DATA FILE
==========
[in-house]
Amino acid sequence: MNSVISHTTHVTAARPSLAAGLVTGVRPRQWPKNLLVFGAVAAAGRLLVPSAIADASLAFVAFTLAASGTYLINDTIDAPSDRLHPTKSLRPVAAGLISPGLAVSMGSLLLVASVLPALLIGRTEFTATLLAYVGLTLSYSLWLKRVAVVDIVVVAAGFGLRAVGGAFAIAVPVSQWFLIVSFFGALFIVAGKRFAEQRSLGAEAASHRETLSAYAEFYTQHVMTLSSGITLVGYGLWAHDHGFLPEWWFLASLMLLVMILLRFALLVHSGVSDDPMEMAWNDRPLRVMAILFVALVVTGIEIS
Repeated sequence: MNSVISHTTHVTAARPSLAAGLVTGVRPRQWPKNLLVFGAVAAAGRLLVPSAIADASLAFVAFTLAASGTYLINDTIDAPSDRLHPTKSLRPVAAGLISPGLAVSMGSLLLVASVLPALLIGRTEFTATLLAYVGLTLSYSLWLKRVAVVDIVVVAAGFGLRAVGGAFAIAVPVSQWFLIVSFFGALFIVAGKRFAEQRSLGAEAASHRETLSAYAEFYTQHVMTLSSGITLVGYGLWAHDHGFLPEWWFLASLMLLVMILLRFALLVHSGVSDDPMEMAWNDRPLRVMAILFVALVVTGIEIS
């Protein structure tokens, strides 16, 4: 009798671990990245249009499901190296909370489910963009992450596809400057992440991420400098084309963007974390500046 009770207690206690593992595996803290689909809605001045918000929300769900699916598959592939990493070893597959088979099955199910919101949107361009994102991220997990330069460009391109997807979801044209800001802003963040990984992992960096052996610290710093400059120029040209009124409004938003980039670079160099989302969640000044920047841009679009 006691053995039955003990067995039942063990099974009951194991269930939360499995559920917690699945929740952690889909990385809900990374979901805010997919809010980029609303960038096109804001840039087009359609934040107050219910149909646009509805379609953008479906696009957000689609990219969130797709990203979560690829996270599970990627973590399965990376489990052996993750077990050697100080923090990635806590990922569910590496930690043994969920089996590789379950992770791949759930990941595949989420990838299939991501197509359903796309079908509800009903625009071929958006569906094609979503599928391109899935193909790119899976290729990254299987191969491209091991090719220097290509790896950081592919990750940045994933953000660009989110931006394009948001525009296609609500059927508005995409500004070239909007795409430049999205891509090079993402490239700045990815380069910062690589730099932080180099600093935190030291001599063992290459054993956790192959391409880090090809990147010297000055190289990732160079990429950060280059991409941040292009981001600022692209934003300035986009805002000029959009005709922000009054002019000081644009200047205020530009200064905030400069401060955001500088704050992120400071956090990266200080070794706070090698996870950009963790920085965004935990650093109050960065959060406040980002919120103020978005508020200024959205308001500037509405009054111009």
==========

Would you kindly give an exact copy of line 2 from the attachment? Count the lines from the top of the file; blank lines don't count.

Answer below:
Amino acid sequence: MNSVISHTTHVTAARPSLAAGLVTGVRPRQWPKNLLVFGAVAAAGRLLVPSAIADASLAFVAFTLAASGTYLINDTIDAPSDRLHPTKSLRPVAAGLISPGLAVSMGSLLLVASVLPALLIGRTEFTATLLAYVGLTLSYSLWLKRVAVVDIVVVAAGFGLRAVGGAFAIAVPVSQWFLIVSFFGALFIVAGKRFAEQRSLGAEAASHRETLSAYAEFYTQHVMTLSSGITLVGYGLWAHDHGFLPEWWFLASLMLLVMILLRFALLVHSGVSDDPMEMAWNDRPLRVMAILFVALVVTGIEIS